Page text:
I hear what the Minister says, and I know that he knows there is not a lot between us on this, because we are all trying to get to the same objectives. However, the points he makes could be argued against the US position, and because we are close allies, we could close that gap. It would not be terribly great for Senators to oppose this Bill—they have Senate ratification —as they would be held to account by their citizens for getting in the way of sharing information to catch paedophiles.
As British politicians here, from all sides and including the Minister, we should stand up for British principles. Yes, we want to catch these appalling criminals, but we must make sure that we advance justice and human rights. I do not think we should see these things as separate and deal with them separately—we can bring them together. It would be a good step for this House to stand up for this principle, which we all share and which is and has for a long time been Government policy, and say to our close friends in the US that we believe we can come to some agreement.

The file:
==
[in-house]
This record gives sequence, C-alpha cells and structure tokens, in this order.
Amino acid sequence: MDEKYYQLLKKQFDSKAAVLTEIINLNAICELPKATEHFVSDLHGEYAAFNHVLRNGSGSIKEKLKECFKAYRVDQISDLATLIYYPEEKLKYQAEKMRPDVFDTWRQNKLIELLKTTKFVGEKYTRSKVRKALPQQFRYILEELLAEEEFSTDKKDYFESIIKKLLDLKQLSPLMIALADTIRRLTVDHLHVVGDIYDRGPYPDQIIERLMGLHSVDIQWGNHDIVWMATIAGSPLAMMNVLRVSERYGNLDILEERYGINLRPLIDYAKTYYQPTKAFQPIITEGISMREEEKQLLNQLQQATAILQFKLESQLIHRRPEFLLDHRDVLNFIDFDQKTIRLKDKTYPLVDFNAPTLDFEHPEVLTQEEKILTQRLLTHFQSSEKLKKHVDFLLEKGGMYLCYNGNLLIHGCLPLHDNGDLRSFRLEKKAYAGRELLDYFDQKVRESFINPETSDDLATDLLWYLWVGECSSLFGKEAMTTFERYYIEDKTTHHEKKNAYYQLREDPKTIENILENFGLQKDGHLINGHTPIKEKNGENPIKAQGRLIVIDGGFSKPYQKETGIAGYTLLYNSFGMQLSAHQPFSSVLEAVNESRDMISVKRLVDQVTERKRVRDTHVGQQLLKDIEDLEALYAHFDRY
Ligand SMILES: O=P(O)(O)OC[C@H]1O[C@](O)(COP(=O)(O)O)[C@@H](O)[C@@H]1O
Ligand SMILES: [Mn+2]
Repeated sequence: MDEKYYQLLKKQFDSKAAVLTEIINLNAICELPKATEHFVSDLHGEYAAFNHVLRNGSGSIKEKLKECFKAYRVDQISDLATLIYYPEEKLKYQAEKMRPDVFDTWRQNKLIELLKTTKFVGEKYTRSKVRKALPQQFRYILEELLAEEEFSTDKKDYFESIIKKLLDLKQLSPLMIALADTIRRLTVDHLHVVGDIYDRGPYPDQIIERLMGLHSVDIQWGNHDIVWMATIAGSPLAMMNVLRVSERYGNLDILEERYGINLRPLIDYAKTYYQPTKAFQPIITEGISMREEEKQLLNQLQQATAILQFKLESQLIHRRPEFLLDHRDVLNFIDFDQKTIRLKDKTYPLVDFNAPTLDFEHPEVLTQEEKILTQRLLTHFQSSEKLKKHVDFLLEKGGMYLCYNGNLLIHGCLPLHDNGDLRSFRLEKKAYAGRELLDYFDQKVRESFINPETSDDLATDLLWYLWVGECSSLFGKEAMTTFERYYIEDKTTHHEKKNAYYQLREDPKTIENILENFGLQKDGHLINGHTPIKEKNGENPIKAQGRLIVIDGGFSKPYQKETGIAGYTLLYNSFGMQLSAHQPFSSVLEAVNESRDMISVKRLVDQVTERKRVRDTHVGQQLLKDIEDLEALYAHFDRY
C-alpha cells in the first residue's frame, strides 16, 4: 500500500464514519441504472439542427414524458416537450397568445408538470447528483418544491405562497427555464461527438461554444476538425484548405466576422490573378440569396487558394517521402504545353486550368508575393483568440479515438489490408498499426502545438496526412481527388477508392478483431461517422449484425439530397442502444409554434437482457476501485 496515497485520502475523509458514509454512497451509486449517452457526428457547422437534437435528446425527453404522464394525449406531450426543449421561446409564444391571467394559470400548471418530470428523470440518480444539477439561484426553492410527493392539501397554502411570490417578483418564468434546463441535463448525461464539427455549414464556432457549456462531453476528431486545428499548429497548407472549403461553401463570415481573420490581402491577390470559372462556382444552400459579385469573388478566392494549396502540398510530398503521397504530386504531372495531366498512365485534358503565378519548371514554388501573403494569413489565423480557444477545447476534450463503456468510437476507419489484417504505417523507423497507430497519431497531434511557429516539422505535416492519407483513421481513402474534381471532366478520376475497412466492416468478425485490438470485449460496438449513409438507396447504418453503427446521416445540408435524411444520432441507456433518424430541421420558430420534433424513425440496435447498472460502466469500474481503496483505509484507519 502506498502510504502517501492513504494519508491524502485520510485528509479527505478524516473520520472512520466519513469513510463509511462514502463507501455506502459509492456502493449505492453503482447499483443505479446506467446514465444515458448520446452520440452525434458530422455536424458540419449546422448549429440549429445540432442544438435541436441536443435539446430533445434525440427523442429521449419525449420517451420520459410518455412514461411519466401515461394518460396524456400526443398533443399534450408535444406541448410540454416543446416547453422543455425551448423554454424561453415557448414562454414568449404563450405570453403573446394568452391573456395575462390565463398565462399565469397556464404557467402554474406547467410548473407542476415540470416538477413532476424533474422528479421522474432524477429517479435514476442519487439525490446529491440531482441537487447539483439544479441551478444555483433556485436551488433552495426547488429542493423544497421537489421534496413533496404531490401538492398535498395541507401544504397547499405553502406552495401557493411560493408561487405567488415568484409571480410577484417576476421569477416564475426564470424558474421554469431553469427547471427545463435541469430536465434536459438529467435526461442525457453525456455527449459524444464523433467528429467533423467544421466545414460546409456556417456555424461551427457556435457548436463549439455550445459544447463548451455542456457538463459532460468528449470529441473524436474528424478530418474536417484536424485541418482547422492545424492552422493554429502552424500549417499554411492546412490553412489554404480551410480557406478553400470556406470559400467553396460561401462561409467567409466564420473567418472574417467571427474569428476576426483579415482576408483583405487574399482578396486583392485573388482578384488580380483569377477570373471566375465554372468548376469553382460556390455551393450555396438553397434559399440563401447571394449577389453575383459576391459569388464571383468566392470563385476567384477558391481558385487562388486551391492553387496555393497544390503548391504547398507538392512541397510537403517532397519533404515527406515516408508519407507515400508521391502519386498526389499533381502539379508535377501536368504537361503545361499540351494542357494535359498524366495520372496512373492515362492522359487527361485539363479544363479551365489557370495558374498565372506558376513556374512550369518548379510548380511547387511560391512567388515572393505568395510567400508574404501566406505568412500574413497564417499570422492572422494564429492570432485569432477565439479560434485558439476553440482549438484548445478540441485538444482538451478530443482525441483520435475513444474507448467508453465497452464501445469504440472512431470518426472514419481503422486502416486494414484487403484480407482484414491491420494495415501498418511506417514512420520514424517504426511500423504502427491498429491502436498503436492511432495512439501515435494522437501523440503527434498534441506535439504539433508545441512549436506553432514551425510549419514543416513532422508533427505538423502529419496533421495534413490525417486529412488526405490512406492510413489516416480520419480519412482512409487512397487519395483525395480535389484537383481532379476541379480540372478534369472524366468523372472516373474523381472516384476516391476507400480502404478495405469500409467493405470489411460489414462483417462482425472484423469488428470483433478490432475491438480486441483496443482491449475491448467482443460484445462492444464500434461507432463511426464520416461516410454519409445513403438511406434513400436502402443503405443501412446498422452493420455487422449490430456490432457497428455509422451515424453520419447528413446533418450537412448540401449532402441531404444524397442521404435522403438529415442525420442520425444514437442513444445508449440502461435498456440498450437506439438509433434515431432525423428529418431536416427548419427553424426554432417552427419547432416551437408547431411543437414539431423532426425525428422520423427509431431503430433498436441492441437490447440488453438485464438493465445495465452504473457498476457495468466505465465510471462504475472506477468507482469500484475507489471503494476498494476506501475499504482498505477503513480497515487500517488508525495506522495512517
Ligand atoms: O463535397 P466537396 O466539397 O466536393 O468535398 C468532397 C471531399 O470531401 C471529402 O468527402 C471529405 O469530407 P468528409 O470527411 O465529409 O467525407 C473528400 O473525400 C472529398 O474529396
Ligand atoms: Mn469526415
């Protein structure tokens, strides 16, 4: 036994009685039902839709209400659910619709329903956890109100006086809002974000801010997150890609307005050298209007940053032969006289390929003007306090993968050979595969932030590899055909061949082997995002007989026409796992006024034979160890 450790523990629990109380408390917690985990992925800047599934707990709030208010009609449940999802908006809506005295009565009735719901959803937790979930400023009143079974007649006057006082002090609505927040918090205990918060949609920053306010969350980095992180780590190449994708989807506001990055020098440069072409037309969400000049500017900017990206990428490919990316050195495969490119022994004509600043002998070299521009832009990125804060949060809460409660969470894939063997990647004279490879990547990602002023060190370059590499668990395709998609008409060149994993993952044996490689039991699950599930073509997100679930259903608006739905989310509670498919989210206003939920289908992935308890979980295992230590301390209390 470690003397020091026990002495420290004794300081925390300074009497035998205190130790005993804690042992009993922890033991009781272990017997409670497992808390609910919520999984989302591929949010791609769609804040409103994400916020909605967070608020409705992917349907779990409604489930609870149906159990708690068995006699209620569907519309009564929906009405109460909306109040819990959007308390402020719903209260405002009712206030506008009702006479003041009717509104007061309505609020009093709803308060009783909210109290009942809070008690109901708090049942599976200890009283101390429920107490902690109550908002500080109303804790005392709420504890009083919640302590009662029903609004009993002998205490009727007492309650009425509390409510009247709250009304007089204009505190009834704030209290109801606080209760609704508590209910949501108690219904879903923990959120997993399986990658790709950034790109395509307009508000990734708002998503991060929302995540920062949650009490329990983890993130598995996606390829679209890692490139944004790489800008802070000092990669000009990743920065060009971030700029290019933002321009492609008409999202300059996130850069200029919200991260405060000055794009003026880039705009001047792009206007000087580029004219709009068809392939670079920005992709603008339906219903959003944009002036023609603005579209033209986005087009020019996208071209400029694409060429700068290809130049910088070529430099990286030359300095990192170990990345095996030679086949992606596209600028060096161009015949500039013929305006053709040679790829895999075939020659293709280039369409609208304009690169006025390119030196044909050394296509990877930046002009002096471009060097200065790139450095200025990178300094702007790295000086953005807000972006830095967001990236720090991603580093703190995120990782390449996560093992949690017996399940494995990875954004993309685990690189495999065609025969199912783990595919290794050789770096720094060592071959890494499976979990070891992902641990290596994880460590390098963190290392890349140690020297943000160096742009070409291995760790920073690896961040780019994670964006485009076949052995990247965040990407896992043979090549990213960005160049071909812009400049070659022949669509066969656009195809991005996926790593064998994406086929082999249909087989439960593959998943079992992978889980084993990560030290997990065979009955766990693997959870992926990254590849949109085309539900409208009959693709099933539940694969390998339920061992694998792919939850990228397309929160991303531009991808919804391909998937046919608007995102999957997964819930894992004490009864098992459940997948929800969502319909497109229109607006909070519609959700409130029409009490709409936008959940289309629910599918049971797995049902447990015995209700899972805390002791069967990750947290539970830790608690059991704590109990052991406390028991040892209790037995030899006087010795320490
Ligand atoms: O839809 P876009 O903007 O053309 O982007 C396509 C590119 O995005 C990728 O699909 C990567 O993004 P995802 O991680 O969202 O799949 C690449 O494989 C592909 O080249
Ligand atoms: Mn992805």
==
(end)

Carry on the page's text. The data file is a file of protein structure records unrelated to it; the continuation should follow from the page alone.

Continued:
The Minister made it clear in his response that the treaty is still in development. Nick Thomas-Symonds talked about how a lot of people in the US, particularly in the State Department, are expecting us to do this, so it is not unreasonable that we do, and I hope that the Minister, who is highly respected across this House and whose Bill we utterly support, can understand why we are trying to make this extra push. We are doing this to help him in his negotiations.